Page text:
IATA: a mixed start to 2018 for passenger and cargo sectors as external factors influence demand as freight continues to rise

11 March, 2018

Monthly demand data from the International Air Transport Association (IATA) shows global passenger traffic started 2018 at its slowest year over year growth rate in nearly four years, although external factors contributed to the weaker performance. Total revenue passenger kilometers (or RPKs) rose +4.6% in Jan-2018 versus the same month last year, according to IATA, but the later timing of the Lunar New Year in 2018 as well as less favourable comparisons with the strong upward trend in traffic seen in late 2016-early 2017 impact the performance.

IATA estimates the impact of the later Lunar New Year-related travel period holiday represented around two-fifths of the slowdown in year-over-year growth for the month. January capacity (available seat kilometers or ASKs) rose +5.3%, and load factor slipped half a percentage point to 79.6%.

Alexandre de Juniac, IATA’s director general and CEO says that despite the slower start "economic momentum is supporting rising passenger demand" in 2018, but warns concerns over a possible trade war involving the US could have a "serious dampening effect" on global market confidence, spilling over into demand for air travel.

Domestic Passenger Markets

Domestic traffic climbed +5.1% in Jan-2018 year over year, down from +7% growth recorded in Dec-2017. IATA says the slowdown is "entirely attributable" to the later Lunar New Year holiday period in 2018. All markets showed growth, led by India, which experienced its 41st consecutive month of double-digit traffic increases. Domestic capacity increased +5.3% and load factor slid 0.2 percentage point to 79.8%.

International Passenger Markets

International passenger demand growth slowed to +4.4% in Jan-2018, from +6.1% in Dec-2017, with all regions recording growth, led by Latin America and Europe. Capacity rose +5.3% and load factor dipped 0.7 percentage point to 79.6%.

  • Asia-Pacific carriers recorded a demand increase of +4.6% compared to Jan-2017, which was a 46-month low. Capacity rose +6.1%, and load factor dropped 1.2 percentage points to 80.4%.
  • European carriers’ international traffic climbed +6.0% in Jan-2018 compared to the year-ago period, up from +5.8% growth in Dec-2017. The region was the only one to see an acceleration in traffic compared to the prior month. Capacity rose +5.0% and load factor was up 0.7 percentage point to 80.8%.
  • Middle East carriers had the weakest growth, with demand up just +0.5% compared to Jan- 2017, the slowest pace since Sep- 2008. Capacity climbed +4.6% and load factor fell 3.1 percentage points to 76.8%.
  • North American airlines experienced a +3.5% rise in traffic over a year ago, but capacity rose +4.3% and load factor dipped 0.7 percentage point compared to a year ago to 79.6%.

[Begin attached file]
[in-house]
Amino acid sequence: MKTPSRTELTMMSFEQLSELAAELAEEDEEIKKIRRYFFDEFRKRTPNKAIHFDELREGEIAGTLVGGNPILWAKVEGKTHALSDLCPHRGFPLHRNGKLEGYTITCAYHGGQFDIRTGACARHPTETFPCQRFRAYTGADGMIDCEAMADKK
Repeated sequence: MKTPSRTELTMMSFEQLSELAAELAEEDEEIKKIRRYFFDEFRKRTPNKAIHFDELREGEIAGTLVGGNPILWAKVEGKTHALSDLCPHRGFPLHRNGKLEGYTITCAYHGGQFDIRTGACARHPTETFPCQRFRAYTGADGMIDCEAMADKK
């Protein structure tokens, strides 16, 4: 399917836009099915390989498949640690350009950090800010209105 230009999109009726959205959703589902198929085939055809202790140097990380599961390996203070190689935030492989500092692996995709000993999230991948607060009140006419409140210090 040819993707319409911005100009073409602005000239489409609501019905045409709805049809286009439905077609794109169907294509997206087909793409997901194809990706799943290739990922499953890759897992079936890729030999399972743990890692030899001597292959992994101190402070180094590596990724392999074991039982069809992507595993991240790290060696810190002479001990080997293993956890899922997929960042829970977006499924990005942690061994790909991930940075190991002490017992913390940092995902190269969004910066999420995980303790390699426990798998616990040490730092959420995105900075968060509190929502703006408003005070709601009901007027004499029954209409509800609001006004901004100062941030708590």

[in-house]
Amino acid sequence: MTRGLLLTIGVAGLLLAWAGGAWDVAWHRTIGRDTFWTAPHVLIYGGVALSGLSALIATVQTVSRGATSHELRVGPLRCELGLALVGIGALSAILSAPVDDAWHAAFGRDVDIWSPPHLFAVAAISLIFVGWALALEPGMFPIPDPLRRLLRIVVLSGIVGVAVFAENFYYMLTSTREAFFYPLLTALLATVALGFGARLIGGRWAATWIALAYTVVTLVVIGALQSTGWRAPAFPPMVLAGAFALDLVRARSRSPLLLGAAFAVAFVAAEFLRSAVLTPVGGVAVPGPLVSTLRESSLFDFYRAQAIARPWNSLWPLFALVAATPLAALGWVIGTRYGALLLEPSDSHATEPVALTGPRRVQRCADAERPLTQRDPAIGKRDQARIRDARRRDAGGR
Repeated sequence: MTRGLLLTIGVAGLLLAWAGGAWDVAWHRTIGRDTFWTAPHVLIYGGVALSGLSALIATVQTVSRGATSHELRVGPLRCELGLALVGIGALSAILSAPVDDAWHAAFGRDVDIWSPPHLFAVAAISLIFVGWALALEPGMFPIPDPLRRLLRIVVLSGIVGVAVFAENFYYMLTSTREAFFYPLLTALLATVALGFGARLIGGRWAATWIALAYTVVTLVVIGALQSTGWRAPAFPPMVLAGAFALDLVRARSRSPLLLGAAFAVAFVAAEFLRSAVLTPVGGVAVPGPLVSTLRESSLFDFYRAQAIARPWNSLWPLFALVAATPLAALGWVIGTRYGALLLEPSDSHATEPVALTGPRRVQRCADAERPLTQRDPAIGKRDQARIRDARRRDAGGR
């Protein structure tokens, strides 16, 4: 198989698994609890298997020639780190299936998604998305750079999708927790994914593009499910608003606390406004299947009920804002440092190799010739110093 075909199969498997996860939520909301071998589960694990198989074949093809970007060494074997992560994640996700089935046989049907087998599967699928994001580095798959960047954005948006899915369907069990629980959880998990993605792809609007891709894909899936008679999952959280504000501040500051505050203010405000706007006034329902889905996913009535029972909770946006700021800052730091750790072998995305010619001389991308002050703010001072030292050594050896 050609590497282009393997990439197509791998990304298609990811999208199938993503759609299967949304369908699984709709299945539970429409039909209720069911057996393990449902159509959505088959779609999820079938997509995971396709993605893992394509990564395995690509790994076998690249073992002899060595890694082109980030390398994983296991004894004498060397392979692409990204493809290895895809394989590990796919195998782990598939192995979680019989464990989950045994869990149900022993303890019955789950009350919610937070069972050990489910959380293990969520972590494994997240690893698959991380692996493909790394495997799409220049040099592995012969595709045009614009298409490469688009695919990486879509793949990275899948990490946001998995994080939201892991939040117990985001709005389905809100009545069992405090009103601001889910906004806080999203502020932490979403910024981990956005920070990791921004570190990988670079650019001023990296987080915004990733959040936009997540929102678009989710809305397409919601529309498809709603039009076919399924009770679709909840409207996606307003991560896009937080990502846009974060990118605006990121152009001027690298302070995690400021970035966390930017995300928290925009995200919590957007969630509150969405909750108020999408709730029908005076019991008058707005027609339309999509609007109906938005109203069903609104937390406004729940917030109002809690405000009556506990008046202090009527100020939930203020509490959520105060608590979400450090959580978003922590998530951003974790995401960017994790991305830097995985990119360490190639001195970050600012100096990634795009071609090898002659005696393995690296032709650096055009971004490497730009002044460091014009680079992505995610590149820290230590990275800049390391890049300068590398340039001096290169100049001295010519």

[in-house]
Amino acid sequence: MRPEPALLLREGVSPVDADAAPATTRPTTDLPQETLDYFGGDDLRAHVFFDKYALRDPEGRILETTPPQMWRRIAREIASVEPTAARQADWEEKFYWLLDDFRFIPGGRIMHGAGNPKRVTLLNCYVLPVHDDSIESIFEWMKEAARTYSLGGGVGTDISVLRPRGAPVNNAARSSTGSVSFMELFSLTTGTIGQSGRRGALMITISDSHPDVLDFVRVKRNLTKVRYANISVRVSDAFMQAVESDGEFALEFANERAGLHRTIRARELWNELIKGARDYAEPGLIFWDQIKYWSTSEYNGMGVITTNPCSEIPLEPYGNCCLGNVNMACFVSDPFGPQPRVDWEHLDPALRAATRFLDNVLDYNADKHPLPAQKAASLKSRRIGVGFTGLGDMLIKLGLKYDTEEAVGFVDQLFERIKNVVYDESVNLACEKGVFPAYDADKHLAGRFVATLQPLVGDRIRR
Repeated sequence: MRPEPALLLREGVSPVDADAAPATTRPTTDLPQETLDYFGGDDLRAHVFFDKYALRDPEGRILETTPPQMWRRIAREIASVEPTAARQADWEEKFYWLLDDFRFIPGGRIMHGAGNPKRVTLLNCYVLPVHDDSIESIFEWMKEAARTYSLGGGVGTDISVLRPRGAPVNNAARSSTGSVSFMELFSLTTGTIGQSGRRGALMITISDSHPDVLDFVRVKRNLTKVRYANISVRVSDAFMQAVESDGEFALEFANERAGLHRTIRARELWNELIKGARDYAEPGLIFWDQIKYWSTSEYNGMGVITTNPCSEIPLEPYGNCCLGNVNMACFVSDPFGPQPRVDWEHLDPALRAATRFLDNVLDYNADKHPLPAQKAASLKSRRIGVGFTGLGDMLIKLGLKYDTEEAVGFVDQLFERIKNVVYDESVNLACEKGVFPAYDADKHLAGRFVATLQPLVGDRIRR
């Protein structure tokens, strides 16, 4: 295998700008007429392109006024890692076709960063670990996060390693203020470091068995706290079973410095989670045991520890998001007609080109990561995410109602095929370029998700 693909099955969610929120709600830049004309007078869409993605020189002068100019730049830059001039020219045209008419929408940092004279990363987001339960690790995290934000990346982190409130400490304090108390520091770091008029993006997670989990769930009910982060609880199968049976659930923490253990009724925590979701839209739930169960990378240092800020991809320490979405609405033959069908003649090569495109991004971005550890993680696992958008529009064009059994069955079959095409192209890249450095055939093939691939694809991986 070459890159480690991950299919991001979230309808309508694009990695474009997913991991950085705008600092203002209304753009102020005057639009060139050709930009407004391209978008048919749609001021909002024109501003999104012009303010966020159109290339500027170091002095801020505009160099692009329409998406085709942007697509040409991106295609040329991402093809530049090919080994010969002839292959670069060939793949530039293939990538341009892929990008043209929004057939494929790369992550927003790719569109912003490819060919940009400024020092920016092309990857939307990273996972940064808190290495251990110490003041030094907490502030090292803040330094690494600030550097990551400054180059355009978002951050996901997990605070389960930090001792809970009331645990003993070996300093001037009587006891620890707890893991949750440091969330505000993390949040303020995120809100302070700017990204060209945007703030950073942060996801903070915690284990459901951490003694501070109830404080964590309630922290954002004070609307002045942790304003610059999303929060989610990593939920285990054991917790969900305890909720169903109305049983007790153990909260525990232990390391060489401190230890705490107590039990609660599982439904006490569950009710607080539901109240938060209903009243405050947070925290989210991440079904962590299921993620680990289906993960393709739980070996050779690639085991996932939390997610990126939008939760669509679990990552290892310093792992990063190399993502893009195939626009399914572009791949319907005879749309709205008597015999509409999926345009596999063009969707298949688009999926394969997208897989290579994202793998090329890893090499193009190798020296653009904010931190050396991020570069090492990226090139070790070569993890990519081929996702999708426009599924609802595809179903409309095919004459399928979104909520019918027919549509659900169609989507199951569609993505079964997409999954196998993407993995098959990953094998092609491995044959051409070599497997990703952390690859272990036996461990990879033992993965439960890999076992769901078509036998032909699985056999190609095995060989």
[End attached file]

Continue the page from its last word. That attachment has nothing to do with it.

• Latin American airlines’ traffic climbed +7.3% in Jan-2018 compared to Jan- 2017, strongest among all the regions. Capacity rose +8.2%, however, and load factor slipped 0.7 percentage point to 82.6%, though still the highest among the regions.
  • African airlines saw January traffic rise +4.9% against a mixed backdrop for the region’s largest economies. The region’s capacity rose +4.2%, and load factor edged up 0.5 percentage point to 70.3%.

'Robust' freight demand

Global air freight demand, measured in freight tonne kilometers (FTKs), rose +8.0% in Jan-2018 compared to the year-earlier period. This was up from the +5.8% annual growth recorded in Dec-2017. Freight capacity, measured in available freight tonne kilometers (AFTKs), rose by +4.2% year-on-year.

The continued positive momentum in freight growth into 2018 reflects that demand drivers for air cargo remain supportive. Global demand for manufacturing exports is buoyant and meeting this strong demand is leading to longer supply chain delivery times.

IATA predicts demand for air cargo "may strengthen" as a result, with companies seeking faster delivery times to make up for longer production times, but expects demand for air cargo "to taper to a more normal +4.5% growth rate" for the full year. A geographical breakdown of its data shows all regions reported an increase in demand in January 2018.

  • Asia-Pacific airlines saw demand in freight volumes grow +7.7% in Jan-2018 and capacity increase by +2.2%, compared to the same period in 2017.
  • North American airlines’ freight volumes expanded +7.5% in Jan-2018 year-on-year, as capacity increased +4.2%.
  • European airlines posted a +10.5% increase in freight volumes in Jan-2018. Capacity increased +5.3%. Seasonally-adjusted volumes jumped +3% in month-on-month terms in January – the largest increase since March 2017.
  • Middle Eastern carriers’ freight volumes increased +4.4% year-on-year in Jan-2018, the slowest growth of all regions. Capacity increased +6.3%.
  • Latin American airlines experienced a growth in demand of +8.0% in Jan-2018. Capacity increased +5.4%. Seasonally-adjusted international freight volumes are now back to the levels seen at the end of 2014.
  • African carriers’ saw freight demand increase by +12.9% in Jan-2018 compared to the same month last year. The increase was helped by very strong growth on the trade lanes to and from Asia.